In case you’re wondering Silent Jay is one of my fellow bloggers. Not to be confused with Jay Smooth or Jay Electronica, this is another Jay entirely. This one is silent…but not really. You can hear his voice in the video below. Continue reading
Hip-Hop will never be what it once was, there’s no getting around that.
It began as a form of expression that was of us, for us, and by us in many ways that it will never be again.
In today’s world the ideal hip-hop product is not one that rings true for those who shares the artists’ experiences, but one that provides a vivid, cinematic fantasy for those who will never share the experiences conveyed.”
Above is an excerpt from a post called “Rumors of our Death…” written by Jay Smooth and posted on his blog hiphopmusic.com on April 24, 2003. Yeah that’s right, 2003. That’s crazy to me for 2 reasons: Continue reading
Here on sofreshansogreen.com we’re in the middle of Black History Month Quotes and Jay Smooth Quotes Week. I’m interrupting the latter to bring you the words of Harry Allen as part of my response to comments on my post about Tavis Smiley ending his State of the Black Union address.
I made some glowing remarks about journalist Mr. Allen the Media Assassin in that post. For me, what those panels are missing are voices from persons like Harry Allen, Rosa Clemente and Jay Smooth.
Anyway, I have a lot of respect for Mr. Allen and his intelligence. He’s is considered by some to be the only Hip Hop journalist ever, cause he’s that dude. So rather than actually posting the love letters to Harry Allen’s brain that I will never send him with some quote, I’ve decided to post this instead and this is why. Continue reading
You asked for it based on your responses to the random quotes in the upper left hand section of this blog. Welcome to sofreshandsogreen.com’s Black History Month Jay Smooth Quotes Week!
My least favorite trend of recent years is how the term “freestyle” has been redefined as referring only to rhyming off-the-top, which has led to a vehement (and IMO irrational) disdain for performing written rhymes in any cypher or live venue.
I believe this mindset is entirely misguided, and can be terribly unhealthy for the art form.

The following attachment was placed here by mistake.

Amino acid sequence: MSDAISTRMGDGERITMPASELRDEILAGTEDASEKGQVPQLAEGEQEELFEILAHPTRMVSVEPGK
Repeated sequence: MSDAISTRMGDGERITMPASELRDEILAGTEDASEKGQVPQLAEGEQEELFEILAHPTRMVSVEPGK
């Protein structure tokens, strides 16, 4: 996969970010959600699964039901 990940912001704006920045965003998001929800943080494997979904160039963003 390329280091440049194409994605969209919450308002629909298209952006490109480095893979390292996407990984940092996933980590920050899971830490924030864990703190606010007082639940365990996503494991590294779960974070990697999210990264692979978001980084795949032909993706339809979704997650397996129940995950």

I think this strict constructionism is often a product of insecurity, especially among younger heads who weren’t around for Hip-Hop’s early days or the Golden Age of ’85 to ’91 (or thereabouts). Without these credentials they need a concrete list of rules to which they can conform, and thus reassure themselves that they are “real” or “true”.
Which isn’t necessarily a bad thing I suppose. There’s nothing wrong with putting together a system that helps you maintain a sense of tradition.
But you’ve got to keep it in perspective. A system of law should serve to protect your freedom, rather than take it away. ~Jay Smooth, blogger and vlogger, on Hip-Hop fundamentalists and freestyling
I had a conversation about this with a friend who wasn’t born in the 90s yet still wasn’t into rap during the Golden Era. She told me in a time when everything is prepackaged, written by a publicist and even reality shows are scripted we want a freestyle to really be off the dome. It’s the only thing that unscripted now in Hip Hop now.
Personally I like a freestyle to be off the top of your head if you’re going to call it a freestyle, however Continue reading
Harlem rapper Charles Hamilton has resurfaced after being dropped from his label last year and of course after several public embarrassments and fails.
He recently released what was called on one blog “a rather lengthy letter” to everyone on the internet. Yes, it is lengthy. Yes, it is very, very emo. [Read the letter HERE]
But I can respect a rapper or any entertainer who says look, in a lot of ways I’m overexposed. In a lot of ways that’s my fault. I can’t stop f-ing up, especially in public so I will take several mental health days and stop this painful spectacle from Continue reading